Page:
Listed Building

The only legal part of the listing is the address/name of site. Addresses and building names may have changed since the date of listing – see ‘About Listed Buildings’ below for more information.


Status: Designated


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Date Added
Local Authority
Planning Authority
NJ 34808 58648
334808, 858648


Alexander Tod, 1848-9, fronting earlier school of crica 1830

probably designed by William Robertson. S facing 2-storey,

3-bay house with symmetrical frontage. White harled with

considerable use of contrasting tooled ashlar margins and

dressings. Centre entrance with pilastered doorpiece and

panelled door; flanking shallow projecting ashlar corniced

bipartites; ashlar cill course links 3 gabled 1st floor

windows breaking wallhead with later cast-iron apex finials;

12-pane glazing. End stacks (raised in brick); slate roof;

stone ridge.

CIRCA 1830 REAR WING: single storey, 4-bay. Deep tooled

ashlar basecourse and eaves band. 1 window in E elevation

converted as glazed door; lying pane glazing.

INTERIOR: moulded combed ceiling of former schoolroom

partially revealed in much divided rear wing.

Statement of Special Interest

About 1830 the Duchess of Gordon built a school for the

children of Fochabers (she later built one connected with the

Episcopal Church), appointing Mr David Dewar, chaplain at

Gordon Castle, schoolmaster. In 1837 he became Minister of

Bellie but 'came out' to join the Free Church in 1843, when

he had to leave the manse. In 1848 the Duke of Gordon leased

the school (superseded by Milne's School, sited opposite, and constructed in 1845-6) to the Free Church for a manse,

provided the alterations were carried out by Alexander Tod,

Builder, Fochabers.

RHP 31775 reveals a pedimented tetrastyle frontage to a

simple rectangular school, with considerable use of polished

ashlar. This ashlar may have been re-used for the dressings

to the frontage of the present house.



Scottish Record Office, RHP 31775, RHP 2375; GD44/37/39. Ed.

G Gardener, OUR CHURCH FATHERS (1899), pp 24-32.

About Listed Buildings

Listing is the way that a building or structure of special architectural or historic interest is recognised by law through the Planning (Listed Buildings and Conservation Areas) (Scotland) Act 1997.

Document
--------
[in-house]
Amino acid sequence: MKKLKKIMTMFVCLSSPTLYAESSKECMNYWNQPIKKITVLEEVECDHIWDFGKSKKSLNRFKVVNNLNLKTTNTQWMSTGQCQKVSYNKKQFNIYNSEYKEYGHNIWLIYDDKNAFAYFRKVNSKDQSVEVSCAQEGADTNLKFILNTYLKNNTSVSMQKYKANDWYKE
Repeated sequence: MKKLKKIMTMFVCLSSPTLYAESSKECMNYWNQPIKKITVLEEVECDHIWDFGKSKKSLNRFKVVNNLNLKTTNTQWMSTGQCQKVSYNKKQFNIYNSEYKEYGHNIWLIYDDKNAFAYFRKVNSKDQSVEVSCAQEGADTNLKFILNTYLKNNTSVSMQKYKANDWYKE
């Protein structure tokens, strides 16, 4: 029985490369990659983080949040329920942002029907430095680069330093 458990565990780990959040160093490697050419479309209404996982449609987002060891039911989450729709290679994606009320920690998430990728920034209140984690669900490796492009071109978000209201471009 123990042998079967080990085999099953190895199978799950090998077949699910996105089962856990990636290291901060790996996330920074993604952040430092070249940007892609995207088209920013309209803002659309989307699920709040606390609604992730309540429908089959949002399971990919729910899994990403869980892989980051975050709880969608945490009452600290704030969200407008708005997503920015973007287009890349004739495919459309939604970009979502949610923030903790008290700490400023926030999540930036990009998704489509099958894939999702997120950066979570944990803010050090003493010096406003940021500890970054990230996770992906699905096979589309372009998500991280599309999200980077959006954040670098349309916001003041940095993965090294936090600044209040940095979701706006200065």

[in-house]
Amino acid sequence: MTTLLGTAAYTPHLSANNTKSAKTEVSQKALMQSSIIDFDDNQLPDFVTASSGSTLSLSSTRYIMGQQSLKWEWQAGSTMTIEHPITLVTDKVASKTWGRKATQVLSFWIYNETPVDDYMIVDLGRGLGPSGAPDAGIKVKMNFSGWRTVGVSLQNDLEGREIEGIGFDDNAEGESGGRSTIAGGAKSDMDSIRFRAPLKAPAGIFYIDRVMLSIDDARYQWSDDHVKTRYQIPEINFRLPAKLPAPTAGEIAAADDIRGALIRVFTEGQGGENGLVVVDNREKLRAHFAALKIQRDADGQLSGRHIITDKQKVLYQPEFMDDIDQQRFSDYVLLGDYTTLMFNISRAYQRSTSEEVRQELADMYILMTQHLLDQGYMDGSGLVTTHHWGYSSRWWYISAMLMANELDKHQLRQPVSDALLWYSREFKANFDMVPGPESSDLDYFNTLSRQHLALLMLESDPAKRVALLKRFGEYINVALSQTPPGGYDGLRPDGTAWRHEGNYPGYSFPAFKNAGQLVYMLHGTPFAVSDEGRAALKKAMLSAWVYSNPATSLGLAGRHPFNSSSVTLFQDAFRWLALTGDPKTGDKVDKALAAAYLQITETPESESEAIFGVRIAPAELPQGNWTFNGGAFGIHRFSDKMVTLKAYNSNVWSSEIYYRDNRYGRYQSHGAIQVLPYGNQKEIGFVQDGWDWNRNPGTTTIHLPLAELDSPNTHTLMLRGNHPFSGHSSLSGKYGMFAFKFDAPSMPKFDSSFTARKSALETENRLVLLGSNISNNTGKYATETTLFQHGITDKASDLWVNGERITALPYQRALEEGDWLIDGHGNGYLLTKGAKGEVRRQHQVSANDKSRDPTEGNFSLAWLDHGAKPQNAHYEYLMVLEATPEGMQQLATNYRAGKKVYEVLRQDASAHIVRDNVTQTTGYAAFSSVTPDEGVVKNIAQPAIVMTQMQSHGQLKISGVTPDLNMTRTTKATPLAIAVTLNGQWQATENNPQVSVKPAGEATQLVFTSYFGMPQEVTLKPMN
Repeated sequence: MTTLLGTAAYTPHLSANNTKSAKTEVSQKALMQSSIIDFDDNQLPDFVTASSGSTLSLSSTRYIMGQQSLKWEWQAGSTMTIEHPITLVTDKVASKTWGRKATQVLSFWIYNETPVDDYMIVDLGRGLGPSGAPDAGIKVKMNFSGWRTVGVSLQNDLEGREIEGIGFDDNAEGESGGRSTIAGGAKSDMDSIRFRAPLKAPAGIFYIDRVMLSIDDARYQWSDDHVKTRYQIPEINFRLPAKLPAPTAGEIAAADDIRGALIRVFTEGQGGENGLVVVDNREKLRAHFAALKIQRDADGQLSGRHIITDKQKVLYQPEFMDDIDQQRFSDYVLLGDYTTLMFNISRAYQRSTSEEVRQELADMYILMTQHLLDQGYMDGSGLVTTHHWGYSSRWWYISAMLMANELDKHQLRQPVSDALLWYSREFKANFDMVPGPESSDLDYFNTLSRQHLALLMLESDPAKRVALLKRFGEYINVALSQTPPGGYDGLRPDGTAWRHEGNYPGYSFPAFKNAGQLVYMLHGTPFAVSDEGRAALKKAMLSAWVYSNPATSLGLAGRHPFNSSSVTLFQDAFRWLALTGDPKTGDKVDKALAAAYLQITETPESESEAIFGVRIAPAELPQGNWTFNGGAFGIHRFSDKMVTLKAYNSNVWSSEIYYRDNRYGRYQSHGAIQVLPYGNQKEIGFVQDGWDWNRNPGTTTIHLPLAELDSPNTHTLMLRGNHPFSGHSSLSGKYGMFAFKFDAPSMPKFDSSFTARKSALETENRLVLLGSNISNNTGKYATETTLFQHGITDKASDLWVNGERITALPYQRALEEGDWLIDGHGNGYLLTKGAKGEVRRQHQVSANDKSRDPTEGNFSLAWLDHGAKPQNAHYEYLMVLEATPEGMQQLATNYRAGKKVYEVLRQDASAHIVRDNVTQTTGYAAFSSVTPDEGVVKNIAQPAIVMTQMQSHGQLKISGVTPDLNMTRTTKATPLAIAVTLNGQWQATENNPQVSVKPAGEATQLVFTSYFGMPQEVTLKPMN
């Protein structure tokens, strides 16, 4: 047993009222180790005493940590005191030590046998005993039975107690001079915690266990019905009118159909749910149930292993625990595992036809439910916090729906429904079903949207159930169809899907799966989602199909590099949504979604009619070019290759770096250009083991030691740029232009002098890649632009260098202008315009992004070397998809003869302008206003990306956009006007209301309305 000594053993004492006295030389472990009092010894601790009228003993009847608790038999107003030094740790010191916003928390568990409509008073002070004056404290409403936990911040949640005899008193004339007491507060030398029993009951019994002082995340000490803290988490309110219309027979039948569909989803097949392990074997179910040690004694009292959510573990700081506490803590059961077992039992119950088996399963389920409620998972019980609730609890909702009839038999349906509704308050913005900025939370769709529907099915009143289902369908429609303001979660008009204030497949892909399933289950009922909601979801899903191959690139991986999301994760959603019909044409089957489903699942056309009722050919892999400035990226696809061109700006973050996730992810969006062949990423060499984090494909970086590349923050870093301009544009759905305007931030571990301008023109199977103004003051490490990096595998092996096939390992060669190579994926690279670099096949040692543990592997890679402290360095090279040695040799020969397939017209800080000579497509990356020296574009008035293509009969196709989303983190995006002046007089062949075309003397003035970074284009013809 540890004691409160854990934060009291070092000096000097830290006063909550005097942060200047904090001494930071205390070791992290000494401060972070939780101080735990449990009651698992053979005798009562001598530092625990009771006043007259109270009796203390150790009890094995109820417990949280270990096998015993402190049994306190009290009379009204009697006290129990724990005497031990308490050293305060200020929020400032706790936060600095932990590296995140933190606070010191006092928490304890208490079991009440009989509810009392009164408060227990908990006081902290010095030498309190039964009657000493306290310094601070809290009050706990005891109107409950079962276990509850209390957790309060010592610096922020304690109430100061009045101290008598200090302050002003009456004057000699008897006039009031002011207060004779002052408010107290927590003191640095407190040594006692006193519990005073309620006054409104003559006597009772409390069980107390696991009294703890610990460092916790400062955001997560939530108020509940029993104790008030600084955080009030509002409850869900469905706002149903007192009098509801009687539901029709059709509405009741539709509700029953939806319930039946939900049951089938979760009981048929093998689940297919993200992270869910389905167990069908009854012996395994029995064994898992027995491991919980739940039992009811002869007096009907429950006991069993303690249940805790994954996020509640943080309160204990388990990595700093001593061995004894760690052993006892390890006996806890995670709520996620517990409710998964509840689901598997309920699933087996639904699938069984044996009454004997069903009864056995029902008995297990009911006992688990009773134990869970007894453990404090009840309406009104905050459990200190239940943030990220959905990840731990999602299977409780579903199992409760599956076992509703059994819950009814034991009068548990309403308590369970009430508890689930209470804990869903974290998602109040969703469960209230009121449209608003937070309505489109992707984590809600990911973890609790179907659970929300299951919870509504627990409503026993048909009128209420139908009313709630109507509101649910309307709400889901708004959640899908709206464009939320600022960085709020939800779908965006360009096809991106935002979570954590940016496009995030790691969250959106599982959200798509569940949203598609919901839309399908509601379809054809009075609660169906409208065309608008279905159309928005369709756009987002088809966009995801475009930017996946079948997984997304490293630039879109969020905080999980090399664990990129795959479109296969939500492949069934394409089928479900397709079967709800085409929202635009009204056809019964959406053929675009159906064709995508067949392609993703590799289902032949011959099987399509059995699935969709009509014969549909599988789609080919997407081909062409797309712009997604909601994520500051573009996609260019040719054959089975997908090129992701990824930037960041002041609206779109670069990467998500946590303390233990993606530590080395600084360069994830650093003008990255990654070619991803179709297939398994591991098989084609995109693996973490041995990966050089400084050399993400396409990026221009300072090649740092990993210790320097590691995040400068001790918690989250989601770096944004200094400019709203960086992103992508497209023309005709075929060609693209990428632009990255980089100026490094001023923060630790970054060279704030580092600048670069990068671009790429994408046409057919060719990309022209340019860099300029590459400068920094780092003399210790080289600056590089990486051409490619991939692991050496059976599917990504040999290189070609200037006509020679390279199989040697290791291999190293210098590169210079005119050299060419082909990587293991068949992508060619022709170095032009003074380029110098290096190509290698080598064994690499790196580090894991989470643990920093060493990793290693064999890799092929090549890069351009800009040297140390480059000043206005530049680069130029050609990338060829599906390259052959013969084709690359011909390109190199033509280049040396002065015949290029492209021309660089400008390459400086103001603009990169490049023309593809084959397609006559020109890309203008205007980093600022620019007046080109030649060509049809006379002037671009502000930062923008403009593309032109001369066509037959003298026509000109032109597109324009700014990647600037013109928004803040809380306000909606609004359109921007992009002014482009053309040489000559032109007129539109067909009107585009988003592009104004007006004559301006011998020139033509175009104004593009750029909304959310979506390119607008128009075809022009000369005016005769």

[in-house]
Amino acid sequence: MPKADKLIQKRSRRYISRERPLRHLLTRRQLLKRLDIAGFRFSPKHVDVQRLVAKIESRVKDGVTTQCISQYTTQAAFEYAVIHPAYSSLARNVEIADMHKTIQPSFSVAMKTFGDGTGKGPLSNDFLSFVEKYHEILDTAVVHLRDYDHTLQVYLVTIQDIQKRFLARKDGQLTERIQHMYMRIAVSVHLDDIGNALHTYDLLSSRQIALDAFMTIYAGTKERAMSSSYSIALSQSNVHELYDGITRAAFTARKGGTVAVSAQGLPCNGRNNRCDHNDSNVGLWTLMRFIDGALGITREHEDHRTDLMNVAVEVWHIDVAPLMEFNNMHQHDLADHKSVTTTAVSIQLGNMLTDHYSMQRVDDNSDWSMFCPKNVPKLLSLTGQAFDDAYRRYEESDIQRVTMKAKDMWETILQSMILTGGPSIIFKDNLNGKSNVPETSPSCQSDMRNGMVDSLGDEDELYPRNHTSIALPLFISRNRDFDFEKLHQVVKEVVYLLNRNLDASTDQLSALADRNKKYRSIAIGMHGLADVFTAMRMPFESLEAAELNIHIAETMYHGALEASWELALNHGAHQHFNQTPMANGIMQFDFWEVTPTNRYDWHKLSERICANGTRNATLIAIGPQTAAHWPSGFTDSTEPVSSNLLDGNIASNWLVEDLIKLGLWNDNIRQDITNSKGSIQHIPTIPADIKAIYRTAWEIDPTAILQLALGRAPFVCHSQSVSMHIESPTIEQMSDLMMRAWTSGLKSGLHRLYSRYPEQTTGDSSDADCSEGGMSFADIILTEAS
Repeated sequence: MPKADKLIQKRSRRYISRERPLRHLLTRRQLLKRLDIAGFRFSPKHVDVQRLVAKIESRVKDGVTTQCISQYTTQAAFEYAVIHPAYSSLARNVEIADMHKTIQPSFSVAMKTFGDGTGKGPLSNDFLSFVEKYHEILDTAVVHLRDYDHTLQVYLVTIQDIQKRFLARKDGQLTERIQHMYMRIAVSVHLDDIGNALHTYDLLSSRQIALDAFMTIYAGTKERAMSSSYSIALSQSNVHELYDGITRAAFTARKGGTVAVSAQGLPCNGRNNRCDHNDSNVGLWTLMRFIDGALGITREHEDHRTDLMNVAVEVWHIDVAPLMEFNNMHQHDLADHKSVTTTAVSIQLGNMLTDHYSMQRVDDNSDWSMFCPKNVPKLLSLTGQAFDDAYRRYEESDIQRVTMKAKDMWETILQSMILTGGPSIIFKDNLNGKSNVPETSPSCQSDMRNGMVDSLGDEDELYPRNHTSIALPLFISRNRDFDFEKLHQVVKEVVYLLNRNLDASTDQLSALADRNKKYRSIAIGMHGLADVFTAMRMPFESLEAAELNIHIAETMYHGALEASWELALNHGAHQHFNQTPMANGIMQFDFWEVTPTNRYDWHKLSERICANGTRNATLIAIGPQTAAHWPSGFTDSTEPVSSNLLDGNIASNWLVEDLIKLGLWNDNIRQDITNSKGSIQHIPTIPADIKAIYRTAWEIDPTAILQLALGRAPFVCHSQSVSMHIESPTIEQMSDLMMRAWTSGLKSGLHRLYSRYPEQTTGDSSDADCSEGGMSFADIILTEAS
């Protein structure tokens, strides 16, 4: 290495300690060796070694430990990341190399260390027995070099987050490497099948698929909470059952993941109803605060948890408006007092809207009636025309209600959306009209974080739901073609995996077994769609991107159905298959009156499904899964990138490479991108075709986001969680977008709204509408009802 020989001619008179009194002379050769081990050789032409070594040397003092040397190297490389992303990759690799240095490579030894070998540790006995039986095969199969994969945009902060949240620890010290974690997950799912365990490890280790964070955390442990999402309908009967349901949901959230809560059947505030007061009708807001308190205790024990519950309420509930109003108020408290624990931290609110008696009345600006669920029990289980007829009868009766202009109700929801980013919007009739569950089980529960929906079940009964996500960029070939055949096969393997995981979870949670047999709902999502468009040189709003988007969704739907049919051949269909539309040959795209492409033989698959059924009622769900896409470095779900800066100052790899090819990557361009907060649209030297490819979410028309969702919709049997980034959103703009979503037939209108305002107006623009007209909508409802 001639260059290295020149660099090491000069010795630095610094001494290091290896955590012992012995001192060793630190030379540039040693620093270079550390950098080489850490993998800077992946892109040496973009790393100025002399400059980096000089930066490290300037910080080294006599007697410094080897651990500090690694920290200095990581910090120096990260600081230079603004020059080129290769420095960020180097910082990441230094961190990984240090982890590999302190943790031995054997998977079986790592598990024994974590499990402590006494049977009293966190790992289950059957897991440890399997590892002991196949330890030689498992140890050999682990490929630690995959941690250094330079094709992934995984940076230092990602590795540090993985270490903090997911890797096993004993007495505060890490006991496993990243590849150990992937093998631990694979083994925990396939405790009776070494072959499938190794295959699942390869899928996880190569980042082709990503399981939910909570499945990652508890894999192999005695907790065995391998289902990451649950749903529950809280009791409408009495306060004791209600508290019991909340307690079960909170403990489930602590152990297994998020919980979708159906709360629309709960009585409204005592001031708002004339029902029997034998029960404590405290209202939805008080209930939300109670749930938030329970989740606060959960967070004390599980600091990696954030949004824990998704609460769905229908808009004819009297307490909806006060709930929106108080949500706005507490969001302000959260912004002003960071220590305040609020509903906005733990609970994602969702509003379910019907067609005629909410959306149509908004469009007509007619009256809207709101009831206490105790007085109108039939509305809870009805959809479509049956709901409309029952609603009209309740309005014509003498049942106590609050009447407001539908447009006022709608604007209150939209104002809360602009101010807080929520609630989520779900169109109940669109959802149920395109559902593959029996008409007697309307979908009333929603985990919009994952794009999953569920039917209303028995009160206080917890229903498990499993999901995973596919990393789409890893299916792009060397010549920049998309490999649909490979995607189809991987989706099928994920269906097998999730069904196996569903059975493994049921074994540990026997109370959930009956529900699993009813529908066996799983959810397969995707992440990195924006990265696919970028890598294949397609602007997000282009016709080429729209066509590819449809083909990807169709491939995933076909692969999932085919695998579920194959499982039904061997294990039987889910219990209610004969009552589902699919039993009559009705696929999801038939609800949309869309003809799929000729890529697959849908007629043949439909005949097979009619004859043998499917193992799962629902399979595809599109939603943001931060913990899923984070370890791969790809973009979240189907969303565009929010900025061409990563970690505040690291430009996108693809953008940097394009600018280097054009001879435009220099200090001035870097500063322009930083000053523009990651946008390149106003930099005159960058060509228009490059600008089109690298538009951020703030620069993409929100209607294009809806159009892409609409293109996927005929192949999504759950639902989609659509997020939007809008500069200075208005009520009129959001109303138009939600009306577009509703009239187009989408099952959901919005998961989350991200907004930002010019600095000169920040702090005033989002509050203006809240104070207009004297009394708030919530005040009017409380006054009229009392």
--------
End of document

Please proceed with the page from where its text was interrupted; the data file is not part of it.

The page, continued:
We list buildings of special architectural or historic interest using the criteria published in the Historic Environment Scotland Policy Statement.

The information in the listed building record gives an indication of the special architectural or historic interest of the listed building(s). It is not a definitive historical account or a complete description of the building(s). The format of the listed building record has changed over time. Earlier records may be brief and some information will not have been recorded.

The only legal part of the listing is the address/name of site. Addresses and building names may have changed since the date of listing and if a number or name is missing from a listing address it may still be listed. Listing covers both the exterior and the interior and any object or structure fixed to the building. Listing can also cover structures not physically attached but which are part of the curtilage of the building, such as boundary walls, gates, gatepiers, ancillary buildings etc. The planning authority is responsible for advising on what is covered by the listing including the curtilage of a listed building. Since 1 October 2015 we have been able to exclude items from a listing. If part of a building is not listed, it will say that it is excluded in the statutory address and in the statement of special interest in the listed building record. The statement will use the word 'excluding' and quote the relevant section of the Historic Environment Scotland Act 2014. Some earlier listed building records may use the word 'excluding', but if the Act is not quoted, the record has not been revised to reflect current legislation.

If you want to alter, extend or demolish a listed building you need to contact your planning authority to see if you need listed building consent. The planning authority advises on the need for listed building consent and they also decide what a listing covers. The planning authority is the main point of contact for all applications for listed building consent.

Find out more about listing and our other designations at You can contact us on 0131 668 8716 or at


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Printed: 24/04/2019 01:33